Demystifying Analytics in eDiscovery

The facts you need to succeed and thrive in an electronic world

By Steven Toole / 2014 / Vice President of Marketing at Content Analyst

A recent eDiscovery Journal blog entry by Greg Buckles pointed out that the number of companies providing the analytics technology in early case assessment (ECA) and review platforms is few, and the specific analytics capabilities can vary wildly from one platform to the next. While this may not be breaking news to those closest to analytics in eDiscovery, it did reveal some mysticism about how the market uses analytics in the early stages of eDiscovery. In addition, it raised questions about how analytics fit into the eDiscovery workflow, and ultimately, the return on investment that analytics have on eDiscovery and information governance in general.

This overview is designed to further unveil this mysticism surrounding analytics in eDiscovery and information governance, and provide insights about the return on investment analytics can enable for those who embrace these capabilities. Corporate counsel that get ahead of the curve today with forward-thinking strategies such as these will be the ultimate heroes and beneficiaries of eDiscovery analytics, leading their field with a much more proactive and cost-effective approach to information governance and legal technology.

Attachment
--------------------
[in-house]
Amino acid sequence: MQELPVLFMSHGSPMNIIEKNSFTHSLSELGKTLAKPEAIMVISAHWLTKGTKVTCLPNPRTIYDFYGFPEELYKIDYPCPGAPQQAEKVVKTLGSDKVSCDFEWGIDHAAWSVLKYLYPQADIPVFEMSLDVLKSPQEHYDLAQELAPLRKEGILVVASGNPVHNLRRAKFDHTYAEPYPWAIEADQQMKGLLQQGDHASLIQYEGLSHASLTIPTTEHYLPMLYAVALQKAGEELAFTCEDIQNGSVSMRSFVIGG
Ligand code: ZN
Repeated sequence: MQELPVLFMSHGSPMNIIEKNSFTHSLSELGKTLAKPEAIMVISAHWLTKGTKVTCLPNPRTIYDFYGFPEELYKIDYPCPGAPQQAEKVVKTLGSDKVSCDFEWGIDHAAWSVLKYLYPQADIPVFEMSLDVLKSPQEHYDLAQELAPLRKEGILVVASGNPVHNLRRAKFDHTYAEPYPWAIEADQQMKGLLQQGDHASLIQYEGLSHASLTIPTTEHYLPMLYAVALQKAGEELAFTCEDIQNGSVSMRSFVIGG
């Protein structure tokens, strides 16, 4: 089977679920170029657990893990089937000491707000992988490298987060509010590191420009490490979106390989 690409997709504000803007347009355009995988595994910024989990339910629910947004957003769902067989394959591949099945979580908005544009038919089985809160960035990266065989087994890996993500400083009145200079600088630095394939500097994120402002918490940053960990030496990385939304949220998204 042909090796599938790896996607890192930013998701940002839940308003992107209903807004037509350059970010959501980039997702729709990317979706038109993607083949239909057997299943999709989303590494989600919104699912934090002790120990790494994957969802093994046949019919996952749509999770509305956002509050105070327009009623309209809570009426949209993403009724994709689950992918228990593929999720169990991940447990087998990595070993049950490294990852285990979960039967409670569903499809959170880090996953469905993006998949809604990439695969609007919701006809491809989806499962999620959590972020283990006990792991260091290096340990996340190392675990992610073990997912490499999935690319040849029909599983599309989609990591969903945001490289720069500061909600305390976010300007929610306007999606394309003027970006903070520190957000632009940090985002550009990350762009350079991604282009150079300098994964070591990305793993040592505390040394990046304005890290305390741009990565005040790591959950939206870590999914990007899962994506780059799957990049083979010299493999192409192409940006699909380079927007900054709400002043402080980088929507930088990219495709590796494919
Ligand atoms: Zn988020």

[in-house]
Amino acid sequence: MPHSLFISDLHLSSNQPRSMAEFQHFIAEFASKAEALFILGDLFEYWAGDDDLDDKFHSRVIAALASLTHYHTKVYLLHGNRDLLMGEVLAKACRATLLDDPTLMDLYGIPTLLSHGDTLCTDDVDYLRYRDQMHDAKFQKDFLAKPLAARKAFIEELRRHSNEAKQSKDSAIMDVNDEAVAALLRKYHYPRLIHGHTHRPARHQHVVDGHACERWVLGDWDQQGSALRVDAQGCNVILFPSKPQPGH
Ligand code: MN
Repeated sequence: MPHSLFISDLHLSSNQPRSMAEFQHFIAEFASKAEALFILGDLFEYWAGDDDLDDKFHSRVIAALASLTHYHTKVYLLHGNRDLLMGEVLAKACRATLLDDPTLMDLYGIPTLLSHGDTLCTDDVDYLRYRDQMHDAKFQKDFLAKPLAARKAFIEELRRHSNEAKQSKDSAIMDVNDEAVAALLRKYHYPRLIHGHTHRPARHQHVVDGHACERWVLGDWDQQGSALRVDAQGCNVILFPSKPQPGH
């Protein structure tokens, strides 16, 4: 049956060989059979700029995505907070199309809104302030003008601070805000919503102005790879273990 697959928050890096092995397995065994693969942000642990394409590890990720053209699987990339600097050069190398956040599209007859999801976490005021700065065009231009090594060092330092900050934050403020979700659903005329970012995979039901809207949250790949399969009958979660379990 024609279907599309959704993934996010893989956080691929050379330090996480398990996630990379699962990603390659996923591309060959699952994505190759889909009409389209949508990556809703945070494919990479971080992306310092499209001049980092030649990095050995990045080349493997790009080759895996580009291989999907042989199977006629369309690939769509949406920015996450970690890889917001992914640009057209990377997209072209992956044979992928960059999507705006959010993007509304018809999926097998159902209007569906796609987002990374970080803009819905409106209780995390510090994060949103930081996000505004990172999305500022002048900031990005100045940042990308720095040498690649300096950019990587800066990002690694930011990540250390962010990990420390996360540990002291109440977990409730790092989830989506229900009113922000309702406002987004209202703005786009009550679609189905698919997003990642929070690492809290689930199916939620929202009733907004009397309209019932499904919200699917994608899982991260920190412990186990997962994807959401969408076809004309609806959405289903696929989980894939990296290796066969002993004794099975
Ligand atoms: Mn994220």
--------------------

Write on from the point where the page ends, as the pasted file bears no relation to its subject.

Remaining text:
The Analytics Land Grab

While there are plenty of stakes in the ground across the eDiscovery landscape, law firms and service providers are looking “to the West” for unclaimed territory. The gigabyte gold rush is all about applying analytics to the data further upstream in order to “own” the data long before it’s needed in a matter. ECA was the first frontier law firms and service providers looked toward in order to move upstream, but the greenest pastures are still further upstream, in what some call “pre-discovery.” The Golden Rule in eDiscovery is simple: Those who “rule” the content get the gold. Translation: the vendor that can apply analytics earliest – before it’s needed in a matter – provides the most value to corporations, and therefore is at a great competitive advantage.